City Museum in St. Louis Features Art You Have to Touch - and Climb On
It may very well be the world's largest jungle gym. Located at 750 North 16 St. in downtown St. Louis, City Museum is not so much a museum as it is a massive playground - for kids of all ages.
"It is an art installation for people who think art should be challenging," said City Museum spokesman Richard Callow. "Many people misunderstand the name and think of it as the city's museum. (St. Louis) Mayor (Francis) Slay gets complaints and praise about us. (City Museum) is actually a place that displays pieces of a city. Hence, City Museum - not 'The City Museum.'"
From the rooftop to the strange subterranean tunnels built beneath the lobby floor, the late sculptor Bob Cassilly and his team of 20 artisans created something truly unique at this 600,000-square-foot building that earlier had served as an International Shoe warehouse. Playwright Tennessee Williams even worked there.
Cassilly died in 2011 while he was creating a new, similarly whimsical tourist attraction, Cementland, in North St. Louis.
A classically-trained sculptor, Cassilly set out to make City Museum a unique visitor attraction. Mission accomplished. City Museum now attracts more than 700,000 visitors annually.
"Bob was a man who was born to fight with gravity," Callow said. "His art -welded, bolted, suspended, soaring, plunging, buried - defies it. The way he chose to display his work makes no sense unless you get up and move within it."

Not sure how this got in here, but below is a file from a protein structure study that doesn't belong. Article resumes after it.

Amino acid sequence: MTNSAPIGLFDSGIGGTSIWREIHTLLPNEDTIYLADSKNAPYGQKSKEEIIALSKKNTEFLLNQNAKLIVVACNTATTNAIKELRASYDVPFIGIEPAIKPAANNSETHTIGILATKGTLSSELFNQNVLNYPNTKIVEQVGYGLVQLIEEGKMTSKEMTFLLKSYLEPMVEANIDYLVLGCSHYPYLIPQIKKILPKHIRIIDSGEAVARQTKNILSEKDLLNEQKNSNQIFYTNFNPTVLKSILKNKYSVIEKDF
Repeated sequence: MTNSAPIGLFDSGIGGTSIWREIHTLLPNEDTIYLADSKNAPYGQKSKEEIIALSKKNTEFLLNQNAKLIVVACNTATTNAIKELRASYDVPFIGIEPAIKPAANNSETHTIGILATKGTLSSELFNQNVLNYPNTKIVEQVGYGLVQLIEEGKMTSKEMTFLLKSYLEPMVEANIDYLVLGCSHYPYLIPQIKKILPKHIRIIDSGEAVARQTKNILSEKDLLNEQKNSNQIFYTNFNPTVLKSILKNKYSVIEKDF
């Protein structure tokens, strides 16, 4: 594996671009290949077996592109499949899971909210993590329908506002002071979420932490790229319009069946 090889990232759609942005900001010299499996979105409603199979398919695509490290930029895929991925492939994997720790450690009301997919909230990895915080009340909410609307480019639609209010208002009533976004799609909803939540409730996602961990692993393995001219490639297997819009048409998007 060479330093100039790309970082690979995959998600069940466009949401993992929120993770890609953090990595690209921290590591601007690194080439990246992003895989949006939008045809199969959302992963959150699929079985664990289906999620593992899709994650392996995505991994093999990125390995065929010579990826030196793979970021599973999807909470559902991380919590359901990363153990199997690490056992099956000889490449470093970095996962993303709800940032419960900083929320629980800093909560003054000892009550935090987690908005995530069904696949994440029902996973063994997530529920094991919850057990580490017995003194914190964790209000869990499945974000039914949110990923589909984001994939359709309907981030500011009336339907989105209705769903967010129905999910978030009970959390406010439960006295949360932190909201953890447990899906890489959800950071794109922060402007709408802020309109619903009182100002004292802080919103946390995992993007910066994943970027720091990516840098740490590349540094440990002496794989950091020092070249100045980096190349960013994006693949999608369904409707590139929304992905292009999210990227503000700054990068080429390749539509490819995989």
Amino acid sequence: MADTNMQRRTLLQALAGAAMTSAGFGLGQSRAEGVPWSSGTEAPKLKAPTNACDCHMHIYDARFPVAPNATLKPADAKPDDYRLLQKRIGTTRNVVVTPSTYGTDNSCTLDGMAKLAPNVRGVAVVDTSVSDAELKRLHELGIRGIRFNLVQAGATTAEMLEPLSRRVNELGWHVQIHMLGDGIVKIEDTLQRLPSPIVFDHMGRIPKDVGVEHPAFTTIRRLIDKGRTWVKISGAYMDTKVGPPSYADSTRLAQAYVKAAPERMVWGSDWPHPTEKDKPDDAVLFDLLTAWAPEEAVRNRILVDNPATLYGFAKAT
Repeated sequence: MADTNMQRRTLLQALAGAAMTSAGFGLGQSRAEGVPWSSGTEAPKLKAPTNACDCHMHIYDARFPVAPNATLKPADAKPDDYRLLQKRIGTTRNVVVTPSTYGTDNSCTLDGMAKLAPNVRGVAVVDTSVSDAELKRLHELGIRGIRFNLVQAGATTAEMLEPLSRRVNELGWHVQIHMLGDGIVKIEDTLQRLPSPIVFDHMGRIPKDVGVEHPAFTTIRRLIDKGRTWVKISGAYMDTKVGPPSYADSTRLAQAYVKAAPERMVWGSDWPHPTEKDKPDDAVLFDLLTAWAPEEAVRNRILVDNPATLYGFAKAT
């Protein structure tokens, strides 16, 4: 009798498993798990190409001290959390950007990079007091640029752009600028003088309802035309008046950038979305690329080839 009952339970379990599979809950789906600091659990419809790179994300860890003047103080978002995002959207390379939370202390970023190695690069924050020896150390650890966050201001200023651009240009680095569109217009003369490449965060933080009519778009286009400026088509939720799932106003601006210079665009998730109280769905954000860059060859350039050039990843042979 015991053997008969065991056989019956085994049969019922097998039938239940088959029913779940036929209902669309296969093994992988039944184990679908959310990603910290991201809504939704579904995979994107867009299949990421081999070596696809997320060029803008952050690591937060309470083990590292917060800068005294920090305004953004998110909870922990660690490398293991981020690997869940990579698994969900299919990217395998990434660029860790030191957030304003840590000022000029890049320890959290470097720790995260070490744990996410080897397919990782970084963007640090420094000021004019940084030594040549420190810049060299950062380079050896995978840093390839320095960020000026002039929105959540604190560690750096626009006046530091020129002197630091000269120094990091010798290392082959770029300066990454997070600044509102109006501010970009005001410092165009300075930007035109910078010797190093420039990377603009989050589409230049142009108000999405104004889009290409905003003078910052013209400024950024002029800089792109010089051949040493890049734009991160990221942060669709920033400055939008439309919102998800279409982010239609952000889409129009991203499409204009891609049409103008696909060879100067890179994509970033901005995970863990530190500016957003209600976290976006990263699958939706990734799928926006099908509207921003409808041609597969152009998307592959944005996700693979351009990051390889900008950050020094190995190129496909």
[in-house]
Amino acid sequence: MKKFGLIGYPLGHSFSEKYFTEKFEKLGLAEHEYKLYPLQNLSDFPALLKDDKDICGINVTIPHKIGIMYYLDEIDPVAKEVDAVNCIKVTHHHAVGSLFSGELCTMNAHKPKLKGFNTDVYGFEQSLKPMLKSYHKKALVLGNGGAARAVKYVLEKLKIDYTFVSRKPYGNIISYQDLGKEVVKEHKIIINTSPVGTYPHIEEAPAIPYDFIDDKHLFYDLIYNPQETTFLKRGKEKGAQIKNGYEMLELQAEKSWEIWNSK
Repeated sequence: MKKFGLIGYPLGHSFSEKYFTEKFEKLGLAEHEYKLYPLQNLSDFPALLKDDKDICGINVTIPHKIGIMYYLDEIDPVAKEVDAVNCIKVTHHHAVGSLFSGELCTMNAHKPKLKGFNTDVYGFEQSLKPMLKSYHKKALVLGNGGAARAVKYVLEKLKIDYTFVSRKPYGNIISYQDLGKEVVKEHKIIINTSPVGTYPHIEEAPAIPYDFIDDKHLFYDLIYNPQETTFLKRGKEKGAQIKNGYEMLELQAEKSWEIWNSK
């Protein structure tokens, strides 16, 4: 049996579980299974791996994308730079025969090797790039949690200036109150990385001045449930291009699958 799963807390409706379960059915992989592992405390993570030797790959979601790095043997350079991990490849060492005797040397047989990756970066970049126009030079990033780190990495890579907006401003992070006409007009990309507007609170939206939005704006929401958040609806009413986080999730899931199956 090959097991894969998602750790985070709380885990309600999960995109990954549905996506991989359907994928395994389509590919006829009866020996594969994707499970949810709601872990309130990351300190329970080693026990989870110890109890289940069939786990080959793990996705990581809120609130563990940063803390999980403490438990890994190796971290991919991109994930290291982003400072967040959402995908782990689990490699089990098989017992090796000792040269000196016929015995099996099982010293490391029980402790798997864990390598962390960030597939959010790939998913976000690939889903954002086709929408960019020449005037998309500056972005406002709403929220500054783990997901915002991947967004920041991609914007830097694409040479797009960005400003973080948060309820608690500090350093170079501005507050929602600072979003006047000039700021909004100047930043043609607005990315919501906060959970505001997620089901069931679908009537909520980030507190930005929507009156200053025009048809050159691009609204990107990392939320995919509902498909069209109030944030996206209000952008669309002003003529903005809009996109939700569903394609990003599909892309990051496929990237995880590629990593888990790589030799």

But please heed the following personal advice: you will probably be very tired and sore after visiting. The "museum" offers a mixture of playground equipment, including 24 slides, a fun house and architectural marvels that Cassilly made out of unique objects he collected over the years.
"Bob used to say that two of anything was clutter, but 2,000 of the same thing was a collection," Callow said. "City Museum is built out of Bob collections - and the collections of things that like-minded people gave him.
"Bob treated one-of-a-kinds a little differently than most institutions would. He would store it until an installation of other things required it. The wonderful giant praying mantis is a good example. Another artist would have displayed it. Bob used it to top off a water tower."
City Museum is particularly proud of the fact that people from around the world think of them when they find themselves with things too large or too numerous to keep. Where else can you find old chimneys, construction cranes, miles of tile, a fire truck, a school bus and two abandoned planes to explore? There is even a piece of machinery that was once part of an aircraft factory.
Another similar piece was once part of a tannery in St. Louis' once flourishing leather trades district.
"Bob's vision was that all great buildings had secret spaces," Callow said. "And that adventuresome people would find those spaces filled with fountains and fire and monsters. He tunneled into the heart of his building and found just that."
From the earliest days of City Museum, the caves were central to Cassilly's plan. The City Museum now treats all work done in the caves as special to Cassilly's memory. St. George's Chamber is named for a senior staff member, George.
While the museum is designed to be enjoyed by children of all ages, visitors under the age of 16 must be accompanied by a chaperone who is 18 years of age or older. Two of the museum's most popular attractions are the "Enchanted Caves" and "Shoe Shafts," which run through the center of the museum and go all the way to the 10th floor of the building.